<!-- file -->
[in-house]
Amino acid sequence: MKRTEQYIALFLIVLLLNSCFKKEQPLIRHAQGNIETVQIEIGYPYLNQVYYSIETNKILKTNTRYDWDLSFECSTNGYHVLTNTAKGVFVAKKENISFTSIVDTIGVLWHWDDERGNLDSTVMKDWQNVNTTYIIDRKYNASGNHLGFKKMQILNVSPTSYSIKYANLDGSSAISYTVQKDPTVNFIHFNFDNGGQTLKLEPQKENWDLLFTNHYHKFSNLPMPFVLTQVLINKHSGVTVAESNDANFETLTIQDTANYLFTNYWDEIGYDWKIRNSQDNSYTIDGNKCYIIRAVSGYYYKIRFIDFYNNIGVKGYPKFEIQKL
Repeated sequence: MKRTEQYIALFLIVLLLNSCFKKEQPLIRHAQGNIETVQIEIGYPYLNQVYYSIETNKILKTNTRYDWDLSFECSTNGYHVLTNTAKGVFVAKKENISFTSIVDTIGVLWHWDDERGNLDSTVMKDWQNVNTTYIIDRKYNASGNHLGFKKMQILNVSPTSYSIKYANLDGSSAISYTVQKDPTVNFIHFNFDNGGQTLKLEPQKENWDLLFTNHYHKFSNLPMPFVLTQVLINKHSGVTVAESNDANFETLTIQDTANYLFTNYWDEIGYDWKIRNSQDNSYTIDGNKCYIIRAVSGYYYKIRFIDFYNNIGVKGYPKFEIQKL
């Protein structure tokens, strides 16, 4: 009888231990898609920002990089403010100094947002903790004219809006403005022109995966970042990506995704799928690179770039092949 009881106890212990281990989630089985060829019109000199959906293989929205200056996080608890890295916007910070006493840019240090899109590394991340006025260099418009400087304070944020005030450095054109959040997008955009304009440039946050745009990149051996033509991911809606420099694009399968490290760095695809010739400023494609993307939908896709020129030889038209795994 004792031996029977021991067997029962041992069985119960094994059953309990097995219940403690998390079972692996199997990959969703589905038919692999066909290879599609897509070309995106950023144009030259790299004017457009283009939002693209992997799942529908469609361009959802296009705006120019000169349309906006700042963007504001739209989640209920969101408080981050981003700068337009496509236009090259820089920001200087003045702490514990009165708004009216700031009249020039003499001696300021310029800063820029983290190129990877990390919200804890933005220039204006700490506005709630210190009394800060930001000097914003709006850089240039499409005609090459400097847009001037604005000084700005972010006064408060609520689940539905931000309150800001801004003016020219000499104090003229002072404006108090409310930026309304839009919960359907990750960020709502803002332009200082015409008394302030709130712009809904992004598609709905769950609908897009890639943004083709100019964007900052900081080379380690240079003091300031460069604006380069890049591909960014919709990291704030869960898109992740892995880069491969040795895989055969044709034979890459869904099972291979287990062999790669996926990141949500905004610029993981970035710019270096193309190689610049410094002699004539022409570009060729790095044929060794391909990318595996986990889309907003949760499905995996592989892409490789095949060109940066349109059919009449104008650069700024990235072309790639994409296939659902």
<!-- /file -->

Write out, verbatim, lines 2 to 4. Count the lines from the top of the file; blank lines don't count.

Amino acid sequence: MKRTEQYIALFLIVLLLNSCFKKEQPLIRHAQGNIETVQIEIGYPYLNQVYYSIETNKILKTNTRYDWDLSFECSTNGYHVLTNTAKGVFVAKKENISFTSIVDTIGVLWHWDDERGNLDSTVMKDWQNVNTTYIIDRKYNASGNHLGFKKMQILNVSPTSYSIKYANLDGSSAISYTVQKDPTVNFIHFNFDNGGQTLKLEPQKENWDLLFTNHYHKFSNLPMPFVLTQVLINKHSGVTVAESNDANFETLTIQDTANYLFTNYWDEIGYDWKIRNSQDNSYTIDGNKCYIIRAVSGYYYKIRFIDFYNNIGVKGYPKFEIQKL
Repeated sequence: MKRTEQYIALFLIVLLLNSCFKKEQPLIRHAQGNIETVQIEIGYPYLNQVYYSIETNKILKTNTRYDWDLSFECSTNGYHVLTNTAKGVFVAKKENISFTSIVDTIGVLWHWDDERGNLDSTVMKDWQNVNTTYIIDRKYNASGNHLGFKKMQILNVSPTSYSIKYANLDGSSAISYTVQKDPTVNFIHFNFDNGGQTLKLEPQKENWDLLFTNHYHKFSNLPMPFVLTQVLINKHSGVTVAESNDANFETLTIQDTANYLFTNYWDEIGYDWKIRNSQDNSYTIDGNKCYIIRAVSGYYYKIRFIDFYNNIGVKGYPKFEIQKL
């Protein structure tokens, strides 16, 4: 009888231990898609920002990089403010100094947002903790004219809006403005022109995966970042990506995704799928690179770039092949 009881106890212990281990989630089985060829019109000199959906293989929205200056996080608890890295916007910070006493840019240090899109590394991340006025260099418009400087304070944020005030450095054109959040997008955009304009440039946050745009990149051996033509991911809606420099694009399968490290760095695809010739400023494609993307939908896709020129030889038209795994 004792031996029977021991067997029962041992069985119960094994059953309990097995219940403690998390079972692996199997990959969703589905038919692999066909290879599609897509070309995106950023144009030259790299004017457009283009939002693209992997799942529908469609361009959802296009705006120019000169349309906006700042963007504001739209989640209920969101408080981050981003700068337009496509236009090259820089920001200087003045702490514990009165708004009216700031009249020039003499001696300021310029800063820029983290190129990877990390919200804890933005220039204006700490506005709630210190009394800060930001000097914003709006850089240039499409005609090459400097847009001037604005000084700005972010006064408060609520689940539905931000309150800001801004003016020219000499104090003229002072404006108090409310930026309304839009919960359907990750960020709502803002332009200082015409008394302030709130712009809904992004598609709905769950609908897009890639943004083709100019964007900052900081080379380690240079003091300031460069604006380069890049591909960014919709990291704030869960898109992740892995880069491969040795895989055969044709034979890459869904099972291979287990062999790669996926990141949500905004610029993981970035710019270096193309190689610049410094002699004539022409570009060729790095044929060794391909990318595996986990889309907003949760499905995996592989892409490789095949060109940066349109059919009449104008650069700024990235072309790639994409296939659902």